In The Third Policeman, Flann O’Brien describes the first All Irish Bicycle, 100% locally sourced and made of cast iron. Including the tyres and pump. Given the state of Ireland’s roads at the time, the rider’s atoms got all mixed up with the saddle’s and they gradually turned half-bike themselves, even having to lean against the wall outside the pub so as not to fall over.
O’Brien had a wonderful imagination, but you can guess where he got some of his ideas from. In 1932, a few years before he wrote his masterpiece, the Irish government imposed 43 new tariffs on imported goods, including bicycles from Northern Ireland, then as now part of the UK. A reporter from The Irish Times (where O’Brien published a kind of forerunner to blogs) described how people covered their new bikes with mud to make them look old, and as Joe Joyce remarks, the main impact of the measures was to “boost an emerging smuggling industry which proved more durable than many of the protected manufacturers of the day”.
That conclusion is similar to a point made by US Trade Representative Ron Kirk last week when, with several other ministers and WTO chief Pascal Lamy, he was presenting a report just published by the OECD-led International Collaborative Initiative on Trade and Employment (ICITE): protectionism doesn’t protect anybody, it only puts up prices. Those Irish bike buyers didn’t want to pay more for protected bikes, and nobody apart from O’Brien’s mad protagonists would buy a bike on the basis that it contained no imported rubber and metals. Quite the contrary. The site of one manufacturer I looked at when preparing this article boasts that it “sources from the best suppliers around the world”, having just explained a couple of lines higher that it’s “home of some of the UK’s most famous bicycle brands”.
These days, it would in fact be hard to find a manufactured product that was made entirely by local firms from local components in any country. At last week’s meeting, New Zealand trade minister Tim Groser pointed out that in the space of 20 years, the import content of exports (the Japanese gears on those British bikes for instance) had doubled to 40%. So if you want to export, you have to import, and if you want to encourage domestic production, you need access to competitively priced intermediate goods from around the world – microprocessors, steel, cloth, whatever.
That doesn’t just apply to manufacturing. Services form the greatest share of most countries’ GDP and are increasingly being traded internationally. To stick with Ireland, it is the world’s second biggest exporter of business services after India according to the report, but it also has the world’s highest share of imported business services in output (along with Luxemburg).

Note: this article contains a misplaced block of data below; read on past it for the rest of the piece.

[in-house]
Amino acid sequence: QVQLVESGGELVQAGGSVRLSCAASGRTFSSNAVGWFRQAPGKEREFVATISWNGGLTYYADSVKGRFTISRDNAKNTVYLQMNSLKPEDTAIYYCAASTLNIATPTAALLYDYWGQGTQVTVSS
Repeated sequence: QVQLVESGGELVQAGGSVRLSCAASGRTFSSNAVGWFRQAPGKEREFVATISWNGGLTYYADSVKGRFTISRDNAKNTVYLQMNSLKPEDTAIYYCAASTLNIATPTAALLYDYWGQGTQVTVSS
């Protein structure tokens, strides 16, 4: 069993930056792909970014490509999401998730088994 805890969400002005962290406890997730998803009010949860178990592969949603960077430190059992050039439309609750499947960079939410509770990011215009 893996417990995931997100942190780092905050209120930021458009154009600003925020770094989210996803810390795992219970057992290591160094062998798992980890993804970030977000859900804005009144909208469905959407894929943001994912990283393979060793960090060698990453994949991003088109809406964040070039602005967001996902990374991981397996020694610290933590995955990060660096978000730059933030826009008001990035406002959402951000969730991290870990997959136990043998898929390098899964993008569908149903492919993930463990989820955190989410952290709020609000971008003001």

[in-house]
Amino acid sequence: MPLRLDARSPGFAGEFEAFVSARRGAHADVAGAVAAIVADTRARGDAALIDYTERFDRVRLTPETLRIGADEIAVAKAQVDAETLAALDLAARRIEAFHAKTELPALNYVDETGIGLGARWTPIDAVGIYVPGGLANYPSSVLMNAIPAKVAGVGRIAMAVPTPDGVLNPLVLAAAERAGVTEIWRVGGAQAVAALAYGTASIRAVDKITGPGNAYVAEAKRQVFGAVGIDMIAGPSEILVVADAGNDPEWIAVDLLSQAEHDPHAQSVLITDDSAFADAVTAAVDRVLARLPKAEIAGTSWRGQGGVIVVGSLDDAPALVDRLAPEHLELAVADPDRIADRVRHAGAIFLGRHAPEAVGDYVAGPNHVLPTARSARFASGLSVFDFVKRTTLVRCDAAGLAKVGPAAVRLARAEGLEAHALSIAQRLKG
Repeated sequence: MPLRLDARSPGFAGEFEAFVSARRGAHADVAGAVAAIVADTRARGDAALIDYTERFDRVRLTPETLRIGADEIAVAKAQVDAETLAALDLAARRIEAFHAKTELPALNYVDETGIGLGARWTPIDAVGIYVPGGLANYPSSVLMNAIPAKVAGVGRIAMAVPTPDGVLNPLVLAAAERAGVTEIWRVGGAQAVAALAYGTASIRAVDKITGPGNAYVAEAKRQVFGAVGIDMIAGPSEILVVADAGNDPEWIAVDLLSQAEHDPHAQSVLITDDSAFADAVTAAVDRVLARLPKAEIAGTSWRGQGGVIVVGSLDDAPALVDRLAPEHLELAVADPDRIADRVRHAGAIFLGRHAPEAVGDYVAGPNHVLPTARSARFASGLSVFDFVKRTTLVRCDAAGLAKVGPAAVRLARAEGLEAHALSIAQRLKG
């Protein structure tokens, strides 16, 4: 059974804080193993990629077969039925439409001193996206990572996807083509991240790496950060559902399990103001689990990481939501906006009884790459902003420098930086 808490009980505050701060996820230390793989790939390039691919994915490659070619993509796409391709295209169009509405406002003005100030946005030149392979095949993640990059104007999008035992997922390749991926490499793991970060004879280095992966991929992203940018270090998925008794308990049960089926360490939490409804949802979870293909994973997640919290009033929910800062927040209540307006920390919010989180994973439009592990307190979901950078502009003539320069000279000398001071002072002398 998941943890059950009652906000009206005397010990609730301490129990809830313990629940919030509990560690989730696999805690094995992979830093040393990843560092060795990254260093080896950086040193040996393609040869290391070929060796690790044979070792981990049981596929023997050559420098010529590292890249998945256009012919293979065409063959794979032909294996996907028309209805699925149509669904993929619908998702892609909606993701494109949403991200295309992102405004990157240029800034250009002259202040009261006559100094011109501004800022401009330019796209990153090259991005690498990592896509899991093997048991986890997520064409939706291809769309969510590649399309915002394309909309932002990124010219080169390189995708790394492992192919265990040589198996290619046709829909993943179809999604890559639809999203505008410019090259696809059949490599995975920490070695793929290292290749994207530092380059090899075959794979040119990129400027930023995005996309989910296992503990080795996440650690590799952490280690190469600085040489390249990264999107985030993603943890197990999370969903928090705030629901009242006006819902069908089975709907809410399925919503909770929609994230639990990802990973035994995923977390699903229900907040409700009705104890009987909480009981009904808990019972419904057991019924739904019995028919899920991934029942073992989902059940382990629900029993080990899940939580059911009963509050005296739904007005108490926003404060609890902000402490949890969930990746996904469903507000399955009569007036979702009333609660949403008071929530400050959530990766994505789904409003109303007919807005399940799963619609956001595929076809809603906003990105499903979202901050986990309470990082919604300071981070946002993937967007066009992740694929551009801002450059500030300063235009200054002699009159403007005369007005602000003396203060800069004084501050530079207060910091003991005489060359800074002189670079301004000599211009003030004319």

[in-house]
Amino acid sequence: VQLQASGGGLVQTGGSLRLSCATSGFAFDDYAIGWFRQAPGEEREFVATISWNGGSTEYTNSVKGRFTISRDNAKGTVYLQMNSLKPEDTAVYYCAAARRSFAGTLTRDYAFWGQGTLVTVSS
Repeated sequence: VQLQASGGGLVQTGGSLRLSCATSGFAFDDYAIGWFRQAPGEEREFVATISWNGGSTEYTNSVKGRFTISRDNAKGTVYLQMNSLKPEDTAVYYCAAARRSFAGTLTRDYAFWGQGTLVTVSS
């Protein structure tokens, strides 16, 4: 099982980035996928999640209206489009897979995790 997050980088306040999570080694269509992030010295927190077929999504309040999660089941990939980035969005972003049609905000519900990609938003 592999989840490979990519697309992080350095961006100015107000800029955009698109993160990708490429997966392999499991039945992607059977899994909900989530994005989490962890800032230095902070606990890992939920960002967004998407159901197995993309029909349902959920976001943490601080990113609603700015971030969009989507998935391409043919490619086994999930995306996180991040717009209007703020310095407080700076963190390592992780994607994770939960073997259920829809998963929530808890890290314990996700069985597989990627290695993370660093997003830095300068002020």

What about the workers? As the title suggests, Policy Priorities for International Trade and Jobs focuses on employment, looking at the impacts of international trade on employment and working conditions, as well as growth more generally. It says that openness pays. Another minister attending the meeting, Canada’s Ed Fast, said that abolishing 1800 tariffs had helped his country create 12,000 new jobs during his government’s time in office so far. The report itself looks in detail at a dozen OECD and non-OECD countries and also includes results from a broad sample of 30 open and closed economies around the world over a 30-year period.
It concludes that whatever the criterion, trade is beneficial overall, and the effects can be felt quickly. In Africa, for instance, a one percentage point increase in the ratio of trade over GDP is associated with a short-run increase in growth of around 0.5% per year. Some arguments in the report are probably familiar to people interested in globalisation issues, but the scale of the impacts may not be. For example, between 1970 and 2000 workers in the manufacturing sector in open economies benefitted from pay rates that were between 3 and 9 times greater than those in closed economies, depending on the region.
The conclusions concerning offshoring and outsourcing are encouraging too. Studies for the UK, US, Germany and Italy suggest that off-shoring of intermediate goods has either no effect or positive effects on both employment and wages. And with so much talk of sweatshops and other negative impacts, another surprise is that trade tends to improve working conditions whether the measure is injuries on the job, child labour, informality, or effects on female labour.
So, should countries just open up to international influences and all will be well? Pascal Lamy argued that globalisation makes labour markets more volatile and many jobs more precarious. In reply, OECD Chief Economist Pier Carlo Padoan reminded everybody that the benefits of an open trade policy depend on a whole series of other policies, starting with labour market measures to aid those negatively affected, but also covering investment, governance and social protection.
You can find a four-page summary of Policy Priorities for International Trade and Jobs here